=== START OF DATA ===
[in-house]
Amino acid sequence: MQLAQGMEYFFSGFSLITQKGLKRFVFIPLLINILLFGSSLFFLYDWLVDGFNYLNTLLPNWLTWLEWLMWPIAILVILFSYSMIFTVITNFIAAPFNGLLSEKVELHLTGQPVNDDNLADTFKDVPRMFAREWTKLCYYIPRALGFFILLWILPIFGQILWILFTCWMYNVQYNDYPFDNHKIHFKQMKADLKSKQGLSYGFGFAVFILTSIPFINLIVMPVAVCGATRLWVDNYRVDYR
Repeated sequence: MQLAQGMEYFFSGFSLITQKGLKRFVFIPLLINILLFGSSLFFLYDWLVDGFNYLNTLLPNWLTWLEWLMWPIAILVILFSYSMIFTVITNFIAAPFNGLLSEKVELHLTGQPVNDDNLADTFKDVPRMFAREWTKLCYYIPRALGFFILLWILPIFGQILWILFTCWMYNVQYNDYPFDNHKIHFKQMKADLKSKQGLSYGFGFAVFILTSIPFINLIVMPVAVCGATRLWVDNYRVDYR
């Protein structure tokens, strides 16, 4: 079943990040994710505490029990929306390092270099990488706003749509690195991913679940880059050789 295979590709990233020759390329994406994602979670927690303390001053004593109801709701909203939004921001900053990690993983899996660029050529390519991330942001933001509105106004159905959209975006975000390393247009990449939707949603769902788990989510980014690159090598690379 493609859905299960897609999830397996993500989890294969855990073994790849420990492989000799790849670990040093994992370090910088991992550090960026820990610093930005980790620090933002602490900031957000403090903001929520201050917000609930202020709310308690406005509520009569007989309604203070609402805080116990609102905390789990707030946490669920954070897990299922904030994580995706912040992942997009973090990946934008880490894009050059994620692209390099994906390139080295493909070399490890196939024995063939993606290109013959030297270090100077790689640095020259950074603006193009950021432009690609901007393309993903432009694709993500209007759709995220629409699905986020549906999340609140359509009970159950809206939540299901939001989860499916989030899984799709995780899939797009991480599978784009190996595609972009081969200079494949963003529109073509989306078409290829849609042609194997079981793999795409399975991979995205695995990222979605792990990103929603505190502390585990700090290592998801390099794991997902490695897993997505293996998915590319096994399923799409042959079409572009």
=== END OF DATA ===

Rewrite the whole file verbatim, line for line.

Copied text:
[in-house]
Amino acid sequence: MQLAQGMEYFFSGFSLITQKGLKRFVFIPLLINILLFGSSLFFLYDWLVDGFNYLNTLLPNWLTWLEWLMWPIAILVILFSYSMIFTVITNFIAAPFNGLLSEKVELHLTGQPVNDDNLADTFKDVPRMFAREWTKLCYYIPRALGFFILLWILPIFGQILWILFTCWMYNVQYNDYPFDNHKIHFKQMKADLKSKQGLSYGFGFAVFILTSIPFINLIVMPVAVCGATRLWVDNYRVDYR
Repeated sequence: MQLAQGMEYFFSGFSLITQKGLKRFVFIPLLINILLFGSSLFFLYDWLVDGFNYLNTLLPNWLTWLEWLMWPIAILVILFSYSMIFTVITNFIAAPFNGLLSEKVELHLTGQPVNDDNLADTFKDVPRMFAREWTKLCYYIPRALGFFILLWILPIFGQILWILFTCWMYNVQYNDYPFDNHKIHFKQMKADLKSKQGLSYGFGFAVFILTSIPFINLIVMPVAVCGATRLWVDNYRVDYR
């Protein structure tokens, strides 16, 4: 079943990040994710505490029990929306390092270099990488706003749509690195991913679940880059050789 295979590709990233020759390329994406994602979670927690303390001053004593109801709701909203939004921001900053990690993983899996660029050529390519991330942001933001509105106004159905959209975006975000390393247009990449939707949603769902788990989510980014690159090598690379 493609859905299960897609999830397996993500989890294969855990073994790849420990492989000799790849670990040093994992370090910088991992550090960026820990610093930005980790620090933002602490900031957000403090903001929520201050917000609930202020709310308690406005509520009569007989309604203070609402805080116990609102905390789990707030946490669920954070897990299922904030994580995706912040992942997009973090990946934008880490894009050059994620692209390099994906390139080295493909070399490890196939024995063939993606290109013959030297270090100077790689640095020259950074603006193009950021432009690609901007393309993903432009694709993500209007759709995220629409699905986020549906999340609140359509009970159950809206939540299901939001989860499916989030899984799709995780899939797009991480599978784009190996595609972009081969200079494949963003529109073509989306078409290829849609042609194997079981793999795409399975991979995205695995990222979605792990990103929603505190502390585990700090290592998801390099794991997902490695897993997505293996998915590319096994399923799409042959079409572009």